Algorithms play a central role in modern life, determining everything from search engine results and social media content to job and insurance eligibility. Unprecedented amounts of information fuel engines that help us make choices about even mundane things, like what restaurant to visit. Institutions use data to anticipate our interests, determine what opportunities we are afforded, and steer us through digital environments. There are countless automated processes behind each recommendation, prediction, and result — but how are these decisions made?
The designers behind data-driven analytics decide what data to collect and include and what criteria are relevant to the process. Although this sophisticated statistical analysis is a pillar of society in the 21st Century, the technical processes behind the decisions are not transparent to users or regulators. The question of how to regulate algorithmic decision-making and related data practices has implications for all aspects of our lives, including economic opportunity, well-being, and free speech.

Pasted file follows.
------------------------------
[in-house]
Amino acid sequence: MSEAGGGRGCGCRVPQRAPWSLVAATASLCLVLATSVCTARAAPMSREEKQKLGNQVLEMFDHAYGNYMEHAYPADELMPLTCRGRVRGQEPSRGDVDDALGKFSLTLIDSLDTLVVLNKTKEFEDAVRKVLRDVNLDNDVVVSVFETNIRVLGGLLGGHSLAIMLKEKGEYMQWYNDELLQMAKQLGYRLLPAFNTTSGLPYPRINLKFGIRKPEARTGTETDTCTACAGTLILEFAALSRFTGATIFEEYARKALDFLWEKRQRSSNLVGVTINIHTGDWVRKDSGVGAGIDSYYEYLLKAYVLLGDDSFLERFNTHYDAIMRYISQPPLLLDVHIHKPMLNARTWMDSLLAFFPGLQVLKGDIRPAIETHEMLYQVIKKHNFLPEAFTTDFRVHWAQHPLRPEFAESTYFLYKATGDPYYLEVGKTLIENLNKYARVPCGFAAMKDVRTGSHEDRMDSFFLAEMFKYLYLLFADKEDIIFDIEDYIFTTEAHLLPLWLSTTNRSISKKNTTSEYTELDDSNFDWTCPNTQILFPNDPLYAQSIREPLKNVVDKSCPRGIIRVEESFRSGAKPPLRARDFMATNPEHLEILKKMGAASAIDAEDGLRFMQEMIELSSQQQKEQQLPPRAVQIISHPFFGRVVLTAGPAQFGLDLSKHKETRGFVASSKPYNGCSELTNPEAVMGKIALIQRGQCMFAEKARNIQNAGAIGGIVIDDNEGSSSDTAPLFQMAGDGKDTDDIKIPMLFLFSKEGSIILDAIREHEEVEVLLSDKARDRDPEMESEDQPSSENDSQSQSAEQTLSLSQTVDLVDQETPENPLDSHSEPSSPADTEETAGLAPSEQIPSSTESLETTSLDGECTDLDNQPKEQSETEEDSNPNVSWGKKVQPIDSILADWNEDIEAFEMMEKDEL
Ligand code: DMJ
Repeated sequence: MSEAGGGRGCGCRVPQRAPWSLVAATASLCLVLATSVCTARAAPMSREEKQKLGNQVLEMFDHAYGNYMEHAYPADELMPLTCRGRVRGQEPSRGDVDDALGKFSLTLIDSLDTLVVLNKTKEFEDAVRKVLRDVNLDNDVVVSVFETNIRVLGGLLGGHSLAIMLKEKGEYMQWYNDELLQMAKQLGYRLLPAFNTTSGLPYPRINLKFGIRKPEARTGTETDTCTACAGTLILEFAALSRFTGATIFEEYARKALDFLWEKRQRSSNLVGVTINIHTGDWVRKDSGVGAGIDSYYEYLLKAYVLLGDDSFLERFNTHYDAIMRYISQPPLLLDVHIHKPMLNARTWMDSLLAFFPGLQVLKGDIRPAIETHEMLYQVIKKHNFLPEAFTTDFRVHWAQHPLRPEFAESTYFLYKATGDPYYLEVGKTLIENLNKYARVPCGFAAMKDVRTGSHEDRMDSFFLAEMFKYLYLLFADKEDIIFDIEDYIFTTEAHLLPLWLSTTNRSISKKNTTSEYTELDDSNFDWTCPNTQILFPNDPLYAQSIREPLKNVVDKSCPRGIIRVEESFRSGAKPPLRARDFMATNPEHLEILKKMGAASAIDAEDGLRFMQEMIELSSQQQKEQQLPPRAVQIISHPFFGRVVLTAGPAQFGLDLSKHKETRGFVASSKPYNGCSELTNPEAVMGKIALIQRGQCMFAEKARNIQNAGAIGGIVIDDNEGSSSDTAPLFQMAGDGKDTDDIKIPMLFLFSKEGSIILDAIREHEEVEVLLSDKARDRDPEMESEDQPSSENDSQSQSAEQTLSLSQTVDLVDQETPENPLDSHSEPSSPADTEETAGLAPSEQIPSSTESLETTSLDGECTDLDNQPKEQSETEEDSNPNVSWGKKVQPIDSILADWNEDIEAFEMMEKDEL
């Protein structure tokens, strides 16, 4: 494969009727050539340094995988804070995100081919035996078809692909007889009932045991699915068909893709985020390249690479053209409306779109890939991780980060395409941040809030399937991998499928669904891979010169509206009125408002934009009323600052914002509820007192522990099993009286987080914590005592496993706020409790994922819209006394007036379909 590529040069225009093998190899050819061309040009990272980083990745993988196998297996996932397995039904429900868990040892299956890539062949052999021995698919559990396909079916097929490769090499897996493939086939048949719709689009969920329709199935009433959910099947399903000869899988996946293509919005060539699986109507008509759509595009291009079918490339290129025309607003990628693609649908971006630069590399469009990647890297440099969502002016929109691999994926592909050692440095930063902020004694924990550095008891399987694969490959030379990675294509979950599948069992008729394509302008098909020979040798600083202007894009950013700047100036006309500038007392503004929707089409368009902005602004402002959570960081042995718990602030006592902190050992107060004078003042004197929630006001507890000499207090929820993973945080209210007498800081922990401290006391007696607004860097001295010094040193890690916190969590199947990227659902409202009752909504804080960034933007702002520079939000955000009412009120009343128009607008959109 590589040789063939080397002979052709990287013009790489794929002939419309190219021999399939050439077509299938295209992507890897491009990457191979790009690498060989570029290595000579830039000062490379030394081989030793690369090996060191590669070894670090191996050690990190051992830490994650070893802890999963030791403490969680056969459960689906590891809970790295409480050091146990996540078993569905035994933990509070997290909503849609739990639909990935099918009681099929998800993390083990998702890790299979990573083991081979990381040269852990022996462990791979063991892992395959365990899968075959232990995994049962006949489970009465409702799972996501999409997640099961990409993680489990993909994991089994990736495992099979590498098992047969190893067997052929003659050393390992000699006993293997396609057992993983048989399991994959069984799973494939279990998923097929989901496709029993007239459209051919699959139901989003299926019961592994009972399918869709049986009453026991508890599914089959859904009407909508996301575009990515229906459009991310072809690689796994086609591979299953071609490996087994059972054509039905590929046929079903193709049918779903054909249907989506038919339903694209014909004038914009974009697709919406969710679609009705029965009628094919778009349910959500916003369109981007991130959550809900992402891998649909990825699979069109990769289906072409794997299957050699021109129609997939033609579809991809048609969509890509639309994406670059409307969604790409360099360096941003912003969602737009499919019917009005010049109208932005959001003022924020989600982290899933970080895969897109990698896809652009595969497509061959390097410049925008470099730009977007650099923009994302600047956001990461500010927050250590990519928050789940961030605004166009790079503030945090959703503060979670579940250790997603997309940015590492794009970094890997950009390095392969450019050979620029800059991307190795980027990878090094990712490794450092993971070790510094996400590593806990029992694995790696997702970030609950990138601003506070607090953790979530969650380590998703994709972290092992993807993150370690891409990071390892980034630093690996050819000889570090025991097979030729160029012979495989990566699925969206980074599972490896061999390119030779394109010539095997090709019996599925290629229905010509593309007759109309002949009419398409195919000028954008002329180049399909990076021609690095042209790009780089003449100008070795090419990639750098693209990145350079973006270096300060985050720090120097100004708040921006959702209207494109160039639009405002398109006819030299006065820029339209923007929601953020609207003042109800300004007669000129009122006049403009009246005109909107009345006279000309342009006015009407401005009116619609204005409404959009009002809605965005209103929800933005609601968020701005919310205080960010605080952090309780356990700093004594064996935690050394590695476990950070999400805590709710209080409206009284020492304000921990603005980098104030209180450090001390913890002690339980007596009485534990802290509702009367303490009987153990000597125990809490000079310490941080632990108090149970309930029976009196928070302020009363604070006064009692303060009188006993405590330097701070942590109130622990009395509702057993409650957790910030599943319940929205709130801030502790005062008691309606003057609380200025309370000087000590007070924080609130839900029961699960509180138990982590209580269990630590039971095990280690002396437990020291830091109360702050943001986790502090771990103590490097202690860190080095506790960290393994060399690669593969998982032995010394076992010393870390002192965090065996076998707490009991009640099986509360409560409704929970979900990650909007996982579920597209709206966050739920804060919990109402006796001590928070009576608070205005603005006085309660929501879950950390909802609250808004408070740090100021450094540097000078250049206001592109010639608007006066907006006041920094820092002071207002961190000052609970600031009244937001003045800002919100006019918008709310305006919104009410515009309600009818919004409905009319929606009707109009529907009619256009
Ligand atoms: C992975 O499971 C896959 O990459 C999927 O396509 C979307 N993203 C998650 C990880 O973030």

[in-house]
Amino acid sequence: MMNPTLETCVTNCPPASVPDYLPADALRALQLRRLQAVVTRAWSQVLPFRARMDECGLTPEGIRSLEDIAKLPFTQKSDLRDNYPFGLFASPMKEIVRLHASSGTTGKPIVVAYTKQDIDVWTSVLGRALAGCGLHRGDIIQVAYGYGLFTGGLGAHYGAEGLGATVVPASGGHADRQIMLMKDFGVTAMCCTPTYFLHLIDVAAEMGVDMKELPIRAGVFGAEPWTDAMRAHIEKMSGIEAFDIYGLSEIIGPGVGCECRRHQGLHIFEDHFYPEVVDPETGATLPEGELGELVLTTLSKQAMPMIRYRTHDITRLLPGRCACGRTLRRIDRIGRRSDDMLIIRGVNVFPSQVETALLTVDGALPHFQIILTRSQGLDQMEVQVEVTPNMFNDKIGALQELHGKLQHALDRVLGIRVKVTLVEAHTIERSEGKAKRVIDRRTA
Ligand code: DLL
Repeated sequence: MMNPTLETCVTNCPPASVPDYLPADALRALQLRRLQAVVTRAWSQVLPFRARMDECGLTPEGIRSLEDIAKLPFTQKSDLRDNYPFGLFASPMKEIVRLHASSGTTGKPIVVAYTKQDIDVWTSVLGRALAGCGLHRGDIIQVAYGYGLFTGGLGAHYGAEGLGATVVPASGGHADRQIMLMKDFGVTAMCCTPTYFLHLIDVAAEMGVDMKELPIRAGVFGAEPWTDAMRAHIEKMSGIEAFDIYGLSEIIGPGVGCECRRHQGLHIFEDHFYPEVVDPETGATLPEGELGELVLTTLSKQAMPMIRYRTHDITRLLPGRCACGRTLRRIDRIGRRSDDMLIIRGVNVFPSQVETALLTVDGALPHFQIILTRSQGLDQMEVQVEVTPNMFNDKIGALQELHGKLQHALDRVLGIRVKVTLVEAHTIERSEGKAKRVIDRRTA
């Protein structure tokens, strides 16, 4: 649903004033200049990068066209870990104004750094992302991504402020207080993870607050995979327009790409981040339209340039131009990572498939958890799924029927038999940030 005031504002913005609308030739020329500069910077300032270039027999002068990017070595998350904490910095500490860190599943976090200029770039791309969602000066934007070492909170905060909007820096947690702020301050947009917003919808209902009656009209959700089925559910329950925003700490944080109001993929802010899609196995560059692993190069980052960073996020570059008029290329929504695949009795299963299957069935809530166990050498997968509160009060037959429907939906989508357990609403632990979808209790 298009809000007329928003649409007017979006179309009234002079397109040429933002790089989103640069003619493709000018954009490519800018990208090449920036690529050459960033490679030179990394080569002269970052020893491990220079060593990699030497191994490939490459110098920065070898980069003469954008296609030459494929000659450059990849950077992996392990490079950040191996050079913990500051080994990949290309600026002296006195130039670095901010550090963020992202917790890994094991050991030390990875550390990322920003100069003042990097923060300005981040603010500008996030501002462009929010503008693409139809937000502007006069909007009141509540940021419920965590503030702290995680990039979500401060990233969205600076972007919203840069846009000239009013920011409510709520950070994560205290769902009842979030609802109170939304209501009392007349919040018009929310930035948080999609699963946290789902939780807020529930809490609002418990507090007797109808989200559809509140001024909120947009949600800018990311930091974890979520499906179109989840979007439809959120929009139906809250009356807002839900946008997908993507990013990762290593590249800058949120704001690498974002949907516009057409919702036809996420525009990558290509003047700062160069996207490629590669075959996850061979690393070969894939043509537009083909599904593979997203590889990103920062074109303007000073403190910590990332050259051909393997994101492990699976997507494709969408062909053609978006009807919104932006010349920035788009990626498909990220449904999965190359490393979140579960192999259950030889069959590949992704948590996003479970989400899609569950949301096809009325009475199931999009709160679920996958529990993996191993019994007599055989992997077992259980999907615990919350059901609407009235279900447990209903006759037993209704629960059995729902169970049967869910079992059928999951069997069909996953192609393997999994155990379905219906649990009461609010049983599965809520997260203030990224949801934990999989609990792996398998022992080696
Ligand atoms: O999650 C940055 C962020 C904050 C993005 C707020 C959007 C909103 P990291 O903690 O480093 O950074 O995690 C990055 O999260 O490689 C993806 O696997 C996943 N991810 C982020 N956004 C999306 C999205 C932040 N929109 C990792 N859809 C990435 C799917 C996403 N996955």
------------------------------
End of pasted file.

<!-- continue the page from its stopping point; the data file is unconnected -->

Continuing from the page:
CDT is working with stakeholders to develop guidance that ensures the rights of individuals, encourages innovation, and promotes incentives for responsible use of automated technology. Building on principles established by the civil rights community, CDT’s guidance for ethical use of automated decision-making technology helps translate principle into action for private industry. We believe that responsible use of data could do more than mitigate unintentional discrimination–it could help address deep-seated cultural bias that contributes to systemic inequality intended to be addressed by civil rights law. This is an opportunity to demystify digital decision-making to create principles for advocates and dynamic and responsive criteria that can be implemented by industry.